This is a soft question so may not be suitable for this site.
The LHC famously discovered the Higgs boson several years ago, but also seems to have ruled out several hoped for versions of supersymmetry (pushing the mass range for the supersymmetric partners higher). One general problem experimental particle physicists seem to have at the moment is that it is difficult to find physics outside the standard model.
My question is: from an outsider’s perspective, the Higgs seemed as speculative as, for example, supersymmetry. We had no direct evidence for the Higgs field outside of a need for consistency in the model so that we could explain fundamental particle’s mass - but supersymmetry also purported to explain defects in the theory, resolving hierarchy problems.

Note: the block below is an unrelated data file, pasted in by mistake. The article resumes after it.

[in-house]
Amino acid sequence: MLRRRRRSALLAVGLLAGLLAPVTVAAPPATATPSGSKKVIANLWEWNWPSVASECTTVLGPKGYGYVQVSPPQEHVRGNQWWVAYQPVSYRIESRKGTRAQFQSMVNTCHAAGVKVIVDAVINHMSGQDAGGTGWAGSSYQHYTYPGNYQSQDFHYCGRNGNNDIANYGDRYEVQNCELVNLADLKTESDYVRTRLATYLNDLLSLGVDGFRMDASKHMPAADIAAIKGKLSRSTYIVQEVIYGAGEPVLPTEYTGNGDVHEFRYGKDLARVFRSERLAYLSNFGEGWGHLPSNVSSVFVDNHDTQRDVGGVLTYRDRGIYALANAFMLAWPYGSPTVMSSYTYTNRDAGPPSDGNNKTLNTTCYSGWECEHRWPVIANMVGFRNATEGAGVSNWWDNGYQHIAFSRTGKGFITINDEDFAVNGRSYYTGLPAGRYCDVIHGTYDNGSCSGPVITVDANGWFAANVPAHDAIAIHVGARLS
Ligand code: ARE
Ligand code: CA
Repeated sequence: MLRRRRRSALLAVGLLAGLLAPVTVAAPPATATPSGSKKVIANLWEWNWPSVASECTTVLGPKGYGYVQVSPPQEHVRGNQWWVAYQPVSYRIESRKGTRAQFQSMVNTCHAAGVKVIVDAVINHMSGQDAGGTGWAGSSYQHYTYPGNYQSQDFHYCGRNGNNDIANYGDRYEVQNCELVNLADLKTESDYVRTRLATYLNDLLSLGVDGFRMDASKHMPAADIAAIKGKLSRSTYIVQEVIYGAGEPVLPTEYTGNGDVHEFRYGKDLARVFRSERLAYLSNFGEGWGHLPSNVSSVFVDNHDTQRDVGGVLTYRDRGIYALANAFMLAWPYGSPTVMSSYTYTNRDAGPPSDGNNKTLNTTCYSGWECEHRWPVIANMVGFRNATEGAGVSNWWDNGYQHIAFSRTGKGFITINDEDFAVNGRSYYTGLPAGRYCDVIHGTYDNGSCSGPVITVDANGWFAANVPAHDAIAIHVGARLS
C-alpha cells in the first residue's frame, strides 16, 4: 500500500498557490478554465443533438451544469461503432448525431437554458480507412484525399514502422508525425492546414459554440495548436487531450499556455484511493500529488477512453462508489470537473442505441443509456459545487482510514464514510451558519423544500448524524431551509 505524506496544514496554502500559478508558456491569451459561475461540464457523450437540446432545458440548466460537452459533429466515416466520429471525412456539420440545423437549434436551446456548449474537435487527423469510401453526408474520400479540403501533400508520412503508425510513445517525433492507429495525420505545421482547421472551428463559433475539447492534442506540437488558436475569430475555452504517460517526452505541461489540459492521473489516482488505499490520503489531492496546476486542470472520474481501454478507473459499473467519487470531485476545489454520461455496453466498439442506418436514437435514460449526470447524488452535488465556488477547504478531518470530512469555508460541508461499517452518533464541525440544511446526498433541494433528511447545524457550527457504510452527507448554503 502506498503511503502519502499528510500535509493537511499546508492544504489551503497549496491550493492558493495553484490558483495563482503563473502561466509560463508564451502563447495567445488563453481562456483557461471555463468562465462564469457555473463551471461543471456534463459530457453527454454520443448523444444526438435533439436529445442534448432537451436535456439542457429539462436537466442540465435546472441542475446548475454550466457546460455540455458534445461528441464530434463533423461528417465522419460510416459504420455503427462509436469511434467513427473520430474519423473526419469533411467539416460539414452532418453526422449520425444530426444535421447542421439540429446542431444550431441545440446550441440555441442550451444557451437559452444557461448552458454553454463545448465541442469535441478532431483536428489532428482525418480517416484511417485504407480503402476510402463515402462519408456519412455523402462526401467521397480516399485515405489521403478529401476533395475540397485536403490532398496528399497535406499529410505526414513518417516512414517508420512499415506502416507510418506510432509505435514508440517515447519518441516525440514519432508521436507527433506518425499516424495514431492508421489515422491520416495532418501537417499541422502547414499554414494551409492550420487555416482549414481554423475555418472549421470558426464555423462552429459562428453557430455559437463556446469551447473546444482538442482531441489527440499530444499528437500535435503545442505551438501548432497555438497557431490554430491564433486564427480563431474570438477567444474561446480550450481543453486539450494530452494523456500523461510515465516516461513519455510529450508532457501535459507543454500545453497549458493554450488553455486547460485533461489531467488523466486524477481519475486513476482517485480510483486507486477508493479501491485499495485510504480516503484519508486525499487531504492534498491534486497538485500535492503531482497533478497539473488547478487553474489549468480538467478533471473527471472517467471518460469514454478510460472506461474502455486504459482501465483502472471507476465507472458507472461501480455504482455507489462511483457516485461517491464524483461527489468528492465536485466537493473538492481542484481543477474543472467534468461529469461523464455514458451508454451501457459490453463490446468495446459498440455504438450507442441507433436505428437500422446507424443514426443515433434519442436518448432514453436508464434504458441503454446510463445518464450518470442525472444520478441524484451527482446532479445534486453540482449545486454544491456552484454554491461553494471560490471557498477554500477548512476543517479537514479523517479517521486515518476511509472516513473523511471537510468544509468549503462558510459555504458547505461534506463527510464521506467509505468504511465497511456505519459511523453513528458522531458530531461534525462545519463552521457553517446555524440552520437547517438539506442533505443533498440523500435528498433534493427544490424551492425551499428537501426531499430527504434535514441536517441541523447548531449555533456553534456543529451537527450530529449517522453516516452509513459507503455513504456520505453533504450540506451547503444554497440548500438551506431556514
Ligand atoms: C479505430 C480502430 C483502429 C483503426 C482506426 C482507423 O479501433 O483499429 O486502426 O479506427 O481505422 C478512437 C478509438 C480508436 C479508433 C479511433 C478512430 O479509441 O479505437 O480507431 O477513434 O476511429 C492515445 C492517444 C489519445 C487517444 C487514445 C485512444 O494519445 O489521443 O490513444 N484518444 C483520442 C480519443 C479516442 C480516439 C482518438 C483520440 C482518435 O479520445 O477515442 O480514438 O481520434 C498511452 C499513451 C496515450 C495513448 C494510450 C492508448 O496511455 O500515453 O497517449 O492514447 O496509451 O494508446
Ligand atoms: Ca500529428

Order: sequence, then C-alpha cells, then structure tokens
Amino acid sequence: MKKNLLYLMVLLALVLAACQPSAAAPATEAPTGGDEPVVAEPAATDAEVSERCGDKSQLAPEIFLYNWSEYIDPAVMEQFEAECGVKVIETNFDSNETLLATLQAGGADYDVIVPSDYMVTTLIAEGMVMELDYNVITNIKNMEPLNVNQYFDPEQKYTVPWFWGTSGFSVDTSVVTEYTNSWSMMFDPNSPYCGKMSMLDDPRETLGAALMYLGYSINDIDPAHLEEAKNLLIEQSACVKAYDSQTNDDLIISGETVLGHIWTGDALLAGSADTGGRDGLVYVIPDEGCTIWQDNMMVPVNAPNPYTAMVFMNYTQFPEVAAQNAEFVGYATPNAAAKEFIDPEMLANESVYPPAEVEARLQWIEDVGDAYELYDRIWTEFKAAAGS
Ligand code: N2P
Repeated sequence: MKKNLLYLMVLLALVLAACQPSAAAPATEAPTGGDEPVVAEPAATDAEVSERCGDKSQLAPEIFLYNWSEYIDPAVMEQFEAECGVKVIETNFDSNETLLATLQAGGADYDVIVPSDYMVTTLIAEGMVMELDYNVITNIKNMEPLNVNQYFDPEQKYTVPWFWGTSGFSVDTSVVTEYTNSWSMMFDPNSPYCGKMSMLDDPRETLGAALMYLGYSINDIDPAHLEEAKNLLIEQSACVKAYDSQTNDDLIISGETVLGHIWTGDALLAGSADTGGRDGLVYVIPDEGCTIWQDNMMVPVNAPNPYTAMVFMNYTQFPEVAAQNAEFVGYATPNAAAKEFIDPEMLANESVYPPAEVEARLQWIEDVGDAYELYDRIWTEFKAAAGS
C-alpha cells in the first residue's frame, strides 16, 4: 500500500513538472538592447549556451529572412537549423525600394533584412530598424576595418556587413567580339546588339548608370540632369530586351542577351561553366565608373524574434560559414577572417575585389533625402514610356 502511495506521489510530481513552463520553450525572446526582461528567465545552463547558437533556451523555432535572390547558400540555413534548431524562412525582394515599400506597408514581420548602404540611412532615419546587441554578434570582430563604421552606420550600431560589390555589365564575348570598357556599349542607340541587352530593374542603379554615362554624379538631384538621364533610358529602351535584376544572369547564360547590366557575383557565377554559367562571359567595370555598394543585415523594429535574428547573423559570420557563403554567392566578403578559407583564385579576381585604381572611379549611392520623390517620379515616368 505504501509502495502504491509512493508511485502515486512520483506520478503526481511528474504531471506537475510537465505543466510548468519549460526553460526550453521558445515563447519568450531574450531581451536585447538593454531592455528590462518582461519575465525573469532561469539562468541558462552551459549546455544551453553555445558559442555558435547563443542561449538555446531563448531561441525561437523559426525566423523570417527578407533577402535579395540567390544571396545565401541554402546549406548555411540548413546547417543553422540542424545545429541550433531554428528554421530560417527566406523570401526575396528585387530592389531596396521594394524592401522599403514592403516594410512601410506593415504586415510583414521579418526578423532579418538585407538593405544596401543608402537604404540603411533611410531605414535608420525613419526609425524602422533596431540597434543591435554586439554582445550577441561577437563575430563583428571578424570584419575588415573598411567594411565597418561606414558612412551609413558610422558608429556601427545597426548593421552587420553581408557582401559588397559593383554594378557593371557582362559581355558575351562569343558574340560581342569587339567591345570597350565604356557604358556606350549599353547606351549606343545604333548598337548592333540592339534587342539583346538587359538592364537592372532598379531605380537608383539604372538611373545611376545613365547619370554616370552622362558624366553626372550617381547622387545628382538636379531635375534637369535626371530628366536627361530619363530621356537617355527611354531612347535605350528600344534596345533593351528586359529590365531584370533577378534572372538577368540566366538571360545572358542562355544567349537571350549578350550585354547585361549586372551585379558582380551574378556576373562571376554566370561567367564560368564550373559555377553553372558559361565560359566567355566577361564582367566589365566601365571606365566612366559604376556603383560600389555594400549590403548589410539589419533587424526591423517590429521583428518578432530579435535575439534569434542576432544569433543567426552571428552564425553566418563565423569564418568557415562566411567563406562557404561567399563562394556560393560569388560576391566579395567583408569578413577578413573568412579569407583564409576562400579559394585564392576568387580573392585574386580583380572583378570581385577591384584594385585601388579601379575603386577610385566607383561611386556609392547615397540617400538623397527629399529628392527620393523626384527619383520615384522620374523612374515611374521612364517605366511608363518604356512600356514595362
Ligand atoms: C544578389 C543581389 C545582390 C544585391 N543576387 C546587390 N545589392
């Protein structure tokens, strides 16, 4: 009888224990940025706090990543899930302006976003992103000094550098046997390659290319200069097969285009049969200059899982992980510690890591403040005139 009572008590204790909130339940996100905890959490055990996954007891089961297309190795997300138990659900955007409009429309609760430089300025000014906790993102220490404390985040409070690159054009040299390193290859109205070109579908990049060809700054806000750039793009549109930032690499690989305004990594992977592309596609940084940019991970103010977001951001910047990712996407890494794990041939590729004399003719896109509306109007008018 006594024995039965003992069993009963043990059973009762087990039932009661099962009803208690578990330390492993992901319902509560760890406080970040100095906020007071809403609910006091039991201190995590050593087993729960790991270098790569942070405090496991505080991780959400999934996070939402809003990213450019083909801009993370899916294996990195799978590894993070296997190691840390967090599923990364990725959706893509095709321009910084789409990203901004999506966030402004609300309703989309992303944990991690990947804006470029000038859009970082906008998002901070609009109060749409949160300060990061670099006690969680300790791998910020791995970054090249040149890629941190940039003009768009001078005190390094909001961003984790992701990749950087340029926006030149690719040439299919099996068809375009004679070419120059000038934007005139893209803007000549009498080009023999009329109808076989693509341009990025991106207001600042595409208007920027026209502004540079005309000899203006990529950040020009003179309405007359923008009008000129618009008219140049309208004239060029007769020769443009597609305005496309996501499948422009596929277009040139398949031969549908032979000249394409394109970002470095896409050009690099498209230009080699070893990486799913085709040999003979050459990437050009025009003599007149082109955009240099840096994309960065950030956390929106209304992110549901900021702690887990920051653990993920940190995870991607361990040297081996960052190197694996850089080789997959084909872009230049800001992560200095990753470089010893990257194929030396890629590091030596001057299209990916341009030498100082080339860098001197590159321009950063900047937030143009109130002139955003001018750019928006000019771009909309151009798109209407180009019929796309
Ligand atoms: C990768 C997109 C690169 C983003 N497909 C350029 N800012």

Why was the Higgs included in the standard model but those other parts which had no direct evidence were not?
Given the fact that we have actually found evidence for all the pieces of the standard model, but nothing incredibly compelling for proposed extensions, there surely must be something objective which sets it apart?